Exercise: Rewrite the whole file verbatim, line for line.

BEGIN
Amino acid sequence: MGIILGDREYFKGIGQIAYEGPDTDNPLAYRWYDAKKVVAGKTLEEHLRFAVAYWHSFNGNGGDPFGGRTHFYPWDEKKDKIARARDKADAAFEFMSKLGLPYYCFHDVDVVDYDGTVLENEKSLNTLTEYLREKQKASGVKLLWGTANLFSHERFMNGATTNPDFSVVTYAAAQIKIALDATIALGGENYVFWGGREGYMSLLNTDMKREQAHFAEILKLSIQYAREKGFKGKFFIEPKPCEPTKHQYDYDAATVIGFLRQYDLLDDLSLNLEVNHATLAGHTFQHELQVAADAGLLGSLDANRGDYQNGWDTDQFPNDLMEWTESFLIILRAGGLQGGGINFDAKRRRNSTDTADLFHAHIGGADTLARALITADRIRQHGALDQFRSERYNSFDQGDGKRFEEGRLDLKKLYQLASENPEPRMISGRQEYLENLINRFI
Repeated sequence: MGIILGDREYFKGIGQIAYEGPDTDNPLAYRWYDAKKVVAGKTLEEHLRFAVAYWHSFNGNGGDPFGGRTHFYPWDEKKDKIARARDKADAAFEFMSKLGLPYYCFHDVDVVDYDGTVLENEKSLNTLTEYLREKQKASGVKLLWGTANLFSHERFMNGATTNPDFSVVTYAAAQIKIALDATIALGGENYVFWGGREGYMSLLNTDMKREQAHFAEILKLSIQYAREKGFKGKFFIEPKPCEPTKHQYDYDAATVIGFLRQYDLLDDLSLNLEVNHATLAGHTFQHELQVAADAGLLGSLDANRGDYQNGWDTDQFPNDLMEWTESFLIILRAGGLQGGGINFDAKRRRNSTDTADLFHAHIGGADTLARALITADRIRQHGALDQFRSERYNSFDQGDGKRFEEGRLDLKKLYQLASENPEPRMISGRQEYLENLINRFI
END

Amino acid sequence: MGIILGDREYFKGIGQIAYEGPDTDNPLAYRWYDAKKVVAGKTLEEHLRFAVAYWHSFNGNGGDPFGGRTHFYPWDEKKDKIARARDKADAAFEFMSKLGLPYYCFHDVDVVDYDGTVLENEKSLNTLTEYLREKQKASGVKLLWGTANLFSHERFMNGATTNPDFSVVTYAAAQIKIALDATIALGGENYVFWGGREGYMSLLNTDMKREQAHFAEILKLSIQYAREKGFKGKFFIEPKPCEPTKHQYDYDAATVIGFLRQYDLLDDLSLNLEVNHATLAGHTFQHELQVAADAGLLGSLDANRGDYQNGWDTDQFPNDLMEWTESFLIILRAGGLQGGGINFDAKRRRNSTDTADLFHAHIGGADTLARALITADRIRQHGALDQFRSERYNSFDQGDGKRFEEGRLDLKKLYQLASENPEPRMISGRQEYLENLINRFI
Repeated sequence: MGIILGDREYFKGIGQIAYEGPDTDNPLAYRWYDAKKVVAGKTLEEHLRFAVAYWHSFNGNGGDPFGGRTHFYPWDEKKDKIARARDKADAAFEFMSKLGLPYYCFHDVDVVDYDGTVLENEKSLNTLTEYLREKQKASGVKLLWGTANLFSHERFMNGATTNPDFSVVTYAAAQIKIALDATIALGGENYVFWGGREGYMSLLNTDMKREQAHFAEILKLSIQYAREKGFKGKFFIEPKPCEPTKHQYDYDAATVIGFLRQYDLLDDLSLNLEVNHATLAGHTFQHELQVAADAGLLGSLDANRGDYQNGWDTDQFPNDLMEWTESFLIILRAGGLQGGGINFDAKRRRNSTDTADLFHAHIGGADTLARALITADRIRQHGALDQFRSERYNSFDQGDGKRFEEGRLDLKKLYQLASENPEPRMISGRQEYLENLINRFI